Both paintings in 'Reality' were shown in an exhibition I had in 2013 at Pitzhanger Manor in London called 'In Every Dream Home'. The exhibition took its title from the Roxy Music song 'In Every Dream Home A Heartache'. The song is about our obsession with material wealth and how this is ultimately empty: we might appear to have a perfect life, but things are never that simple. I was interested in the outward projection of an aspirational lifestyle, which is really a veneer for something much more psychologically dark or perverse: a tension between a public persona and private reality.
My use of affluent properties was designed to be an insight into another world, but not one where the house is seen purely as a presentation of wealth. I'm interested in these houses and their contents as a display of taste and social status. Our homes say a lot about us and the 'grand design' house is the ultimate statement of self. I've never painted the owners because I'm less interested in representing the people that actually occupy these houses than in imagining the lives of people that might live in them.
It's fascinating visiting people in their homes and getting a chance to see inside different kinds of houses. Although I've never painted the owners, I try to bring in a lot of their personal possessions (the ornaments, artworks they collect for example) and sometimes think about aspects of their personality or the way they live in their houses as a starting point for deciding what might be the underlying narrative in a particular series of work.
Historically I've found the locations that I've used mainly through friends of friends and they're all houses that are lived in. More recently I used a location that is a regular site for film and photography shoots rather than a private dwelling. The idea of this place with no fixed narrative that would be transformed through the context in which it was used interested me as a continuation on from the way I'd been turning private domestic spaces into 'sets'.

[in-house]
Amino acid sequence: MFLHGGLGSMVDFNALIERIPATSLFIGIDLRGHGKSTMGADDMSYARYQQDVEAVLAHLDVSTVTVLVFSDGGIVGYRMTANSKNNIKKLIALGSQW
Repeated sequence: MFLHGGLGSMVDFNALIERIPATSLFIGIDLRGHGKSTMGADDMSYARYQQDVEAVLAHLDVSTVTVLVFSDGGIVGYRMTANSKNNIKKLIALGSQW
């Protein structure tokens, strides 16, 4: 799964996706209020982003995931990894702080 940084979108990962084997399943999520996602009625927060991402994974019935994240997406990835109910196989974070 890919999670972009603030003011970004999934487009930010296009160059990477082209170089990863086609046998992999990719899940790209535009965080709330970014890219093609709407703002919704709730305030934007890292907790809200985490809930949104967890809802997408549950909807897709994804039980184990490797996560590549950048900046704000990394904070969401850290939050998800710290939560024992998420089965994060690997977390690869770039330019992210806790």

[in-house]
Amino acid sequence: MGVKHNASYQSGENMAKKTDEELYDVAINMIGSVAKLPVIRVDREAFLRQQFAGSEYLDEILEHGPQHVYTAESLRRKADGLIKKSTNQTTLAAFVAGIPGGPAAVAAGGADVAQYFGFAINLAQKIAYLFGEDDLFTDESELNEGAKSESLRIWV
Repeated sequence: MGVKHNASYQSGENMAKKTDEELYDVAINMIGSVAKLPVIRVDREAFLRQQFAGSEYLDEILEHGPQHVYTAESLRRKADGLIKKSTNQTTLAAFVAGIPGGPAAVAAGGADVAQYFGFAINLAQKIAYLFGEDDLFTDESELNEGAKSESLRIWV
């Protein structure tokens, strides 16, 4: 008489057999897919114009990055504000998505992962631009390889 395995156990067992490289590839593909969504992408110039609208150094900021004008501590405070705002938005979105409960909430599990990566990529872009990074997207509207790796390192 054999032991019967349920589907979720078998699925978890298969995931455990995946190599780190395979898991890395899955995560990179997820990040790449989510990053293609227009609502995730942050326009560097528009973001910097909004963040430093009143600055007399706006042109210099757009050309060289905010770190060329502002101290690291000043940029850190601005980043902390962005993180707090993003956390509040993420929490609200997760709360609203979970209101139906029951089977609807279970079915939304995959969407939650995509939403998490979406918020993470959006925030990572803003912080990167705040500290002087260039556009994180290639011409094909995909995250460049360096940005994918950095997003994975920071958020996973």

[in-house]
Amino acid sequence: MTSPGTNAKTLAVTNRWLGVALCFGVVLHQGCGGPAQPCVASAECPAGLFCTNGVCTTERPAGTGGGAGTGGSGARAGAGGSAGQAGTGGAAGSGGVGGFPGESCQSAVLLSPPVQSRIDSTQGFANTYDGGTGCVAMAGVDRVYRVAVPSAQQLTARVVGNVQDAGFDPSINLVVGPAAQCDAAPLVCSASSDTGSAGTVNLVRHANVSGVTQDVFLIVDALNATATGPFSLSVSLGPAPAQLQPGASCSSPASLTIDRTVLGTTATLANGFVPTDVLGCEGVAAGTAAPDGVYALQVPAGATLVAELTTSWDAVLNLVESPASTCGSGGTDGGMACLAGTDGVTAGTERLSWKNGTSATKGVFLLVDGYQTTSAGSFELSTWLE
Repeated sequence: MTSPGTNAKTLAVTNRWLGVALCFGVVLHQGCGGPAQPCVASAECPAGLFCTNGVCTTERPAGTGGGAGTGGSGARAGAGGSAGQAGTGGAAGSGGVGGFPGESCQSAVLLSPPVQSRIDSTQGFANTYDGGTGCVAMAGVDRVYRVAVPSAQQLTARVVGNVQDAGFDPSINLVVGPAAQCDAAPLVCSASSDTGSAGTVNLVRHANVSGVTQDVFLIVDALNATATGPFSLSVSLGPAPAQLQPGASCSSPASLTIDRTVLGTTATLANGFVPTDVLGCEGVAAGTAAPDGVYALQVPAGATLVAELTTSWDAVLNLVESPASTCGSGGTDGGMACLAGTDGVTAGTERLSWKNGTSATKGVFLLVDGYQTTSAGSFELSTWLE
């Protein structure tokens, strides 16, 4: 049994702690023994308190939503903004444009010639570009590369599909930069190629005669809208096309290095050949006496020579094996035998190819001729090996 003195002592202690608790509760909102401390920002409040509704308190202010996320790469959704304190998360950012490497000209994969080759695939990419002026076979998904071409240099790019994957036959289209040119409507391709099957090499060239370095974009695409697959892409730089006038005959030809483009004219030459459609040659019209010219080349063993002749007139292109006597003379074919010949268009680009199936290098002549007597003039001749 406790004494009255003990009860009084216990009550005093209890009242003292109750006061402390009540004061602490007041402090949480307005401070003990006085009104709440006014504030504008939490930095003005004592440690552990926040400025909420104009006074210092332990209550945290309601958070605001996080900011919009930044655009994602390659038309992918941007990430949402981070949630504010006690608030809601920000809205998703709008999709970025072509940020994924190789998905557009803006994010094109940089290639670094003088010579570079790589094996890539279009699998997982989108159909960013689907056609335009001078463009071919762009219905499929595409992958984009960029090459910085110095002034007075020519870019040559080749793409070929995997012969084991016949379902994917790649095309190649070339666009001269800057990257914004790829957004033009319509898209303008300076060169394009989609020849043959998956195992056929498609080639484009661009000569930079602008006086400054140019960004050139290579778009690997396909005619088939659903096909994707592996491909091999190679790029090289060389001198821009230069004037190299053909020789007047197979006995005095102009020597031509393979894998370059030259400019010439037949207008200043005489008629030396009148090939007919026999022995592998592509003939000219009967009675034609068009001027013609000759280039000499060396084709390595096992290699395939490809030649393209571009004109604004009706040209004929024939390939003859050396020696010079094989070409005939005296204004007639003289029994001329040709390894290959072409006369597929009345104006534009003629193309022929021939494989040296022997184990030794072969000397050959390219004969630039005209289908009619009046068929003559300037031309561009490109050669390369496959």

What these places all have in common though, whether they are lived in or not, is that they are spaces of performance. Whether it's the film location, the show home, or the private house staffed by cleaners, gardeners and nannies, they are all sets in some way, spaces for projected desires and performed identities.
I draw on lots of different sources when thinking about the narratives I want to explore in my work, but cinema is definitely a huge influence. There are all the obvious references like Hitchcock, Lynch and British kitchen sink dramas, but also recent Hollywood films. I'm drawn to films that use architectural space to enhance the psychological relationship between the characters. I like Atom Egoyan's 2009 film Chloe for this reason. The family house in this film is neo-modernist, with lots of glass walls through which the characters are seen viewing one another. There's a sense of surveillance and voyeurism that is used to play out the central narrative of the film, which is about distrust, fantasy and losing control.